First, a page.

How to Increase the Chances of an IPO Allotment
The common question amongst IPO investors is - how can I increase my chances of a successful IPO allotment?
Whether you are a first-time investor or an experienced one, the allotment process in the IPOs might leave you confused. As the recent public offers are attracting huge subscriptions, it is becoming tough for investors to get the IPO/Initial Public Offering allotments.
So, if you have the same query regarding your IPO allotment process, then this guide will help you understand everything in just a few simple steps.
But first, we need to understand the new allotment rules of an IPO before taking further steps in improving the allotment chances. While nobody can guarantee you an IPO allotment, these tips might help you take a step closer to your goal.
IPO Allotment – The New SEBI Rules
Before October 2012, SEBI (Securities and Exchange Board of India) had instructed the registrars to allot IPO shares in the retail category on an equal basis in case of oversubscription. This means, if you, as an investor, make an application of ₹1,00,000 or ₹1,50,000, you’ll be allotted a greater number of shares than anyone who makes a bid of fewer amounts.
However, this mandate naturally helped the bigger applicants. As a result, many HNI (high-net-worth individuals) investors channelled their money to the retail category for cornering their shares. And this did not go too well with SEBI.
As a result, in October 2012, SEBI employed a new IPO allotment process that mandated that all RII (retail individual investor) applications would be treated equally. According to this, applicants are now allotted shares of at least the minimum application size, subject to accessibility of total shares in the aggregate.
How to Increase the IPO Allotment Chances?
So, if you wish to increase your chances of an IPO allotment, there are a few ways to avoid the pitfalls. Also, by following these, you can optimise your allotment results.
1. Avoid Big Applications: The allotment process in SEBI treats every retail application equally (less than ₹2,00,000). So, there’s no point in making a bigger application in case of over-subscription. Big applications only make sense in the case of larger IPOs.
Also, the investors should go for minimum bids with multiple demat accounts. This can help you, the investor, to spare some money in multiple IPOs too.
2. Apply Via Multiple Demat Accounts: Do not use a single Demat account to apply for an IPO/Initial Public Offering with the maximum bid. Instead, try applying through multiple accounts for an IPO.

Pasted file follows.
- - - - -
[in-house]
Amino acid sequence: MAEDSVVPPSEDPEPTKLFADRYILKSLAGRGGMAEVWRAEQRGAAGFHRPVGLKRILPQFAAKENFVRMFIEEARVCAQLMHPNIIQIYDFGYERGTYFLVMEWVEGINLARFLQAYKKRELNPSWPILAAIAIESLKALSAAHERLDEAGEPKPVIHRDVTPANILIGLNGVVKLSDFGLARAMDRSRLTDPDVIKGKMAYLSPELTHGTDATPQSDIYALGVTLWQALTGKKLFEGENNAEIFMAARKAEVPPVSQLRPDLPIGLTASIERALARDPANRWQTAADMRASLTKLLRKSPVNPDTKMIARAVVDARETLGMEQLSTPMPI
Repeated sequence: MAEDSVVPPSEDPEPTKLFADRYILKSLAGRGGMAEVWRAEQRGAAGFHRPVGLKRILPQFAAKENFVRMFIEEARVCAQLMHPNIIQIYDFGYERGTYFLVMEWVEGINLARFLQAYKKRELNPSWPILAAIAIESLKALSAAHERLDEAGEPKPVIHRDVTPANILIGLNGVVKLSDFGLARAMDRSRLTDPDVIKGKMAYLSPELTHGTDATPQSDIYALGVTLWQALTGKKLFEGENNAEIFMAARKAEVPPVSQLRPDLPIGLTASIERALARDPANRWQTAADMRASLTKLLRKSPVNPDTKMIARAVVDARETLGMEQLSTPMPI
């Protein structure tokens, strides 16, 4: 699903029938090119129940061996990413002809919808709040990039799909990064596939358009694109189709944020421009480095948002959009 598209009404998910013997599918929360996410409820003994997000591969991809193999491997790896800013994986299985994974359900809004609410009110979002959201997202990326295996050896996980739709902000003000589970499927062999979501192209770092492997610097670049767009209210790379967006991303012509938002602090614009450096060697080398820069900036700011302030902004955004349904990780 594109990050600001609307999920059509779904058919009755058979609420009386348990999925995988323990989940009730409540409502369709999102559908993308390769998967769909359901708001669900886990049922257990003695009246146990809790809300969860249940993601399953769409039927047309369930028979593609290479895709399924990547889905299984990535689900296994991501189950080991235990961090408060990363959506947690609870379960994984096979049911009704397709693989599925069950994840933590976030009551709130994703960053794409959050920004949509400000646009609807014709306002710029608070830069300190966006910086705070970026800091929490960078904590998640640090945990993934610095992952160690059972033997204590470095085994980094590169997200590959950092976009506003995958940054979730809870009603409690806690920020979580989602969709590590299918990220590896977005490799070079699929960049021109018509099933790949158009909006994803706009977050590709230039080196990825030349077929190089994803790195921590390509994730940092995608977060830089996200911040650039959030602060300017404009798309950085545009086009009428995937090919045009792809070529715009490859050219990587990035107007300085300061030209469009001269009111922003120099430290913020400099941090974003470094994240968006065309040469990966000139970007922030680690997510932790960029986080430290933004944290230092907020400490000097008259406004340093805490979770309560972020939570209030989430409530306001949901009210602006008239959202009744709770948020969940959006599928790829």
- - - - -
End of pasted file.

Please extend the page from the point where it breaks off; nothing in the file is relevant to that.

For example, an investor should apply with multiple Demat accounts for highly subscribed IPOs. This will increase the chances of an IPO allotment for the investors.
3. Bid at a Higher Price Band / Cut Off Price: As an investor, you might get confused between the cut-off price and the IPO stock price. The cut-off price refers to the price the investor is willing to pay the company decides at the end of the book-building procedure.
Once the application is prepared at cut-off, the investor should bid at the highest price band. Here, the excess amount, if the price is lower, is refunded.
4. Avoid Last Moment Subscriptions: If you have decided on a particular IPO stock price for the investment, go for it on the first day. If you do it on the last day, it might lead to a few issues cropping up unexpectedly, like your bank account not responding due to QIB and HNI subscription or other technical glitches. Applying early will ensure you do not miss out on the opportunity to invest in the IPO.
5. Fill the Application Details Properly: While filling the IPO forms, do not rush. Fill in the details correctly and make sure that you have written your name, amount, bank details, etc. You can also get printed forms as it will make the process easier and without any errors.
The best and the most secure way to apply for an IPO is through ASBA. This will avoid any further technical rejection.
6. Buy Parent Company Shares: If you can have at least one single share of the parent company in your Demat Account, it will make it easier for you to apply through the Shareholder category. However, this only applies when the parent company for listing the IPO is already on the stock exchange and a reservation for shareholders in the parent company.
Thus, it’s pretty obvious that your chances of an IPO allotment are better if you are in the shareholder category.
These are the most effective steps in increasing your chances of getting an allotment in an IPO allotment process.
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Frequently Asked Questions
- First, you can do that by visiting the registrar’s website. Then use your PAN no., DPID or your application number to check the status of your bid.
- You can also visit the BSE or NSE website the check the list.
- Your broker will also update you about the same on your email.
Anyone who is an adult and is capable enough to enter into a legal contract is eligible to invest in an IPO in India.
A Demat account is compulsory to invest in an IPO. On the other hand, you will need a trading account only if you wish to sell off your IPO shares in the secondary stock market in future.
IPO in the share market is a process by which a privately held organisation becomes a publicly-traded company by offering its stocks to the public for the first time.